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James Lind (1716 – 1794)

October 2016 marks the tercentenary of the birth of James Lind, the Edinburgh alumnus who pioneered the use of citrus fruits to treat scurvy.

James Lind
Credit: Wellcome Library, London. James Lind. Stipple engraving by J. Wright after Sir G. Chalmers, 1783.

Born into a family of merchants in Edinburgh, James Lind registered at the Royal College of Surgeons in 1731, eventually becoming a surgeon's mate and taking to the seas across the globe, experiencing at first hand the harsh realities of scurvy-related deaths on board naval ships. This piqued his interest in finding a cure for the disease, since most contemporary remedies were proving ineffective.

Conclusive results

It was while serving as surgeon on HMS Salisbury in 1747 that he began to carry out his own experiments by selecting 12 sufferers and dividing them into six pairs. He gave each pair different additions to their basic diet: cider, seawater, a mixture of garlic, mustard and horseradish, spoonfuls of vinegar, and oranges and lemons. The results were conclusive. The pair given the oranges and lemons made a remarkable recovery, definitively establishing for the first time the superiority of citrus fruits above all other so-called cures.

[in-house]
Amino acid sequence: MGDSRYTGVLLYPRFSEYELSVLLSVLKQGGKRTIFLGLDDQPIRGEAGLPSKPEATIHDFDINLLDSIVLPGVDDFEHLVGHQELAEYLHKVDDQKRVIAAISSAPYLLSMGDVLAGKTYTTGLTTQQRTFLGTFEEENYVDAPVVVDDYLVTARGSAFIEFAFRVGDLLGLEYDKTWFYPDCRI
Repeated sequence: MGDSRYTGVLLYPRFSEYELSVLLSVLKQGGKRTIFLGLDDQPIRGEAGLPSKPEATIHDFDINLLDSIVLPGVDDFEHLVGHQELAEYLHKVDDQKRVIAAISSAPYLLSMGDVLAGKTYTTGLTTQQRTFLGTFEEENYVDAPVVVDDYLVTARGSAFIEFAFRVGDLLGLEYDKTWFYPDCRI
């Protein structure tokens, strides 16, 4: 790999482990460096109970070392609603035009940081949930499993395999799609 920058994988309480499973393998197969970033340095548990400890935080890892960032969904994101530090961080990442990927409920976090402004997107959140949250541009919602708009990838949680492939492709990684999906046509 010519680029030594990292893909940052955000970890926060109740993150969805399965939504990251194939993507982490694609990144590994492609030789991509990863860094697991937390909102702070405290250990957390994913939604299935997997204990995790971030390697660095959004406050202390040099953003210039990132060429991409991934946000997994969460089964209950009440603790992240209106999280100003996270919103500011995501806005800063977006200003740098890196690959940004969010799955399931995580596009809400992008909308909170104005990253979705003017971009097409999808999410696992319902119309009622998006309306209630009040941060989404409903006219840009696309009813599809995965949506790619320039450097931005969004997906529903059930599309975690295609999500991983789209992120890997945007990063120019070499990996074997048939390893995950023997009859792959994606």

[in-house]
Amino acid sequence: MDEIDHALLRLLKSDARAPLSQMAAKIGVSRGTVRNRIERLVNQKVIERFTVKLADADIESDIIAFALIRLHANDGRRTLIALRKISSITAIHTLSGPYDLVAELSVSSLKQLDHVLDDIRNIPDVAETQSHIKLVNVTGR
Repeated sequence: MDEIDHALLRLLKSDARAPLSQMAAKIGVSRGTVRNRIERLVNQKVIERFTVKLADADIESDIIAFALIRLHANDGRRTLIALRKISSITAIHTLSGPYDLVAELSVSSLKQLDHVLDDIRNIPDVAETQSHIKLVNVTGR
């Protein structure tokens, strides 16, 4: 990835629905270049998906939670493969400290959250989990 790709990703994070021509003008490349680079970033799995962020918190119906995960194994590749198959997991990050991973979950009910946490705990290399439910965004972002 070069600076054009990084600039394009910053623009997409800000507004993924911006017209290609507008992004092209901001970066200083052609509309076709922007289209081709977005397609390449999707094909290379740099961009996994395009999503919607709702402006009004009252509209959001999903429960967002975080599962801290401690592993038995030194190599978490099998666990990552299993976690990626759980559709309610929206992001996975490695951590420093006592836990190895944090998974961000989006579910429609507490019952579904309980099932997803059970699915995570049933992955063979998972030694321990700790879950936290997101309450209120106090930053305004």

It was after Lind’s crucial discovery that he decided to retire from the navy and enroll at the University of Edinburgh to earn professional qualifications. In 1753, he published 'A Treatise of the Scurvy' and in 1757 'An Essay on the Most Effectual Means of Preserving the Health of Seamen in the Royal Navy', both of which did much to highlight the appalling living conditions and diet of seamen.

The consequence was, that the most sudden and visible good effects were perceived from the use of oranges and lemons; one of those who had taken them, being at the end of 6 days fit for duty.

James LindA Treatsie of the Scurvy, 1753
James Lind plaque
James Lind "The Hippocrates of Naval Medicine".

Seminal works

In 1758, Lind was appointed physician to the Naval Hospital at Haslar in Gosport where he continued his passion for health at sea by investigating the distillation of fresh water from salt water for supply to ships. Then came his seminal works on typhus fever in ships and the important 'Essay on Diseases Incidental to Europeans in Hot Climates' in which he summarised the prevalent diseases in each colony and gave advice on avoiding tropical infections.

Ironically, however, Lind did not live to witness his greatest achievement when in 1795 an official Admiralty order was issued on the supply of lemon juice to ships, more than 40 years after Lind’s experiments. And with that, scurvy was eradicated from the Royal Navy while Lind’s reputation as a naval hero was secured.


He is commemorated by a plaque in Teviot Place put up in 1955 by the Sunkist Growers of Citrus Fruit in California and Arizona.

His pioneering work in clinical trials is also remembered through the James Lind Alliance, a non-profit making initiative that brings patients, carers and clinicians together to identify and prioritise unanswered questions about the effects of treatments.